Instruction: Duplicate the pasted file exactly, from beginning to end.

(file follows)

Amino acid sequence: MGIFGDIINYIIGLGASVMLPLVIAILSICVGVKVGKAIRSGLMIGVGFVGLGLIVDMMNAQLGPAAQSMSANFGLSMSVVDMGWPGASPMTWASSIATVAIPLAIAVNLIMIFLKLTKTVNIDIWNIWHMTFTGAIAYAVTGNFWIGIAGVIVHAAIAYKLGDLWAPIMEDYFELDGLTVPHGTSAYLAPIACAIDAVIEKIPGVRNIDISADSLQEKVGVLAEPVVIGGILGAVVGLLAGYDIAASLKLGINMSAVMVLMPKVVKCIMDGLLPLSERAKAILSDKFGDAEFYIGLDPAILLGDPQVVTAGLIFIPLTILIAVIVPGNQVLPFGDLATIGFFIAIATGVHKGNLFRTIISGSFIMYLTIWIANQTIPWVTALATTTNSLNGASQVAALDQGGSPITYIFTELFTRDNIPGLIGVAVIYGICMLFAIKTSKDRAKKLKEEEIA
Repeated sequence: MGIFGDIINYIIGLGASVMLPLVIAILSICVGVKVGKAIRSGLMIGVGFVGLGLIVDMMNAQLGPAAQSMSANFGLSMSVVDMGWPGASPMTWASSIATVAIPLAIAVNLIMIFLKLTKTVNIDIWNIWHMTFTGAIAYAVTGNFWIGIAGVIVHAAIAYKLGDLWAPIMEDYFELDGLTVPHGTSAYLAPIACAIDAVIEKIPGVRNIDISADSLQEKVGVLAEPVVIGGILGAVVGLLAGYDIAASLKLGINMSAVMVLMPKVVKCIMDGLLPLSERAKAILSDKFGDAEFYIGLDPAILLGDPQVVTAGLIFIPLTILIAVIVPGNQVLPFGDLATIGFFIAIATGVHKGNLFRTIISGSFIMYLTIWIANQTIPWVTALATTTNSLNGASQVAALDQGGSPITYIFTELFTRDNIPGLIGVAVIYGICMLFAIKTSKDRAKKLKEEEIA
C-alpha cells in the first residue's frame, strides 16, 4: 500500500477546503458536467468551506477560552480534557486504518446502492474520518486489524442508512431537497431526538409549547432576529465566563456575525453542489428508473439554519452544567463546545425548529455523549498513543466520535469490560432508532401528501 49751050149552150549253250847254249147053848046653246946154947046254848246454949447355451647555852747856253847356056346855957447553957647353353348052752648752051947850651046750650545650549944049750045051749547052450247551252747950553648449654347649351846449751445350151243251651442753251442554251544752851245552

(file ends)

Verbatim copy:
Amino acid sequence: MGIFGDIINYIIGLGASVMLPLVIAILSICVGVKVGKAIRSGLMIGVGFVGLGLIVDMMNAQLGPAAQSMSANFGLSMSVVDMGWPGASPMTWASSIATVAIPLAIAVNLIMIFLKLTKTVNIDIWNIWHMTFTGAIAYAVTGNFWIGIAGVIVHAAIAYKLGDLWAPIMEDYFELDGLTVPHGTSAYLAPIACAIDAVIEKIPGVRNIDISADSLQEKVGVLAEPVVIGGILGAVVGLLAGYDIAASLKLGINMSAVMVLMPKVVKCIMDGLLPLSERAKAILSDKFGDAEFYIGLDPAILLGDPQVVTAGLIFIPLTILIAVIVPGNQVLPFGDLATIGFFIAIATGVHKGNLFRTIISGSFIMYLTIWIANQTIPWVTALATTTNSLNGASQVAALDQGGSPITYIFTELFTRDNIPGLIGVAVIYGICMLFAIKTSKDRAKKLKEEEIA
Repeated sequence: MGIFGDIINYIIGLGASVMLPLVIAILSICVGVKVGKAIRSGLMIGVGFVGLGLIVDMMNAQLGPAAQSMSANFGLSMSVVDMGWPGASPMTWASSIATVAIPLAIAVNLIMIFLKLTKTVNIDIWNIWHMTFTGAIAYAVTGNFWIGIAGVIVHAAIAYKLGDLWAPIMEDYFELDGLTVPHGTSAYLAPIACAIDAVIEKIPGVRNIDISADSLQEKVGVLAEPVVIGGILGAVVGLLAGYDIAASLKLGINMSAVMVLMPKVVKCIMDGLLPLSERAKAILSDKFGDAEFYIGLDPAILLGDPQVVTAGLIFIPLTILIAVIVPGNQVLPFGDLATIGFFIAIATGVHKGNLFRTIISGSFIMYLTIWIANQTIPWVTALATTTNSLNGASQVAALDQGGSPITYIFTELFTRDNIPGLIGVAVIYGICMLFAIKTSKDRAKKLKEEEIA
C-alpha cells in the first residue's frame, strides 16, 4: 500500500477546503458536467468551506477560552480534557486504518446502492474520518486489524442508512431537497431526538409549547432576529465566563456575525453542489428508473439554519452544567463546545425548529455523549498513543466520535469490560432508532401528501 49751050149552150549253250847254249147053848046653246946154947046254848246454949447355451647555852747856253847356056346855957447553957647353353348052752648752051947850651046750650545650549944049750045051749547052450247551252747950553648449654347649351846449751445350151243251651442753251442554251544752851245552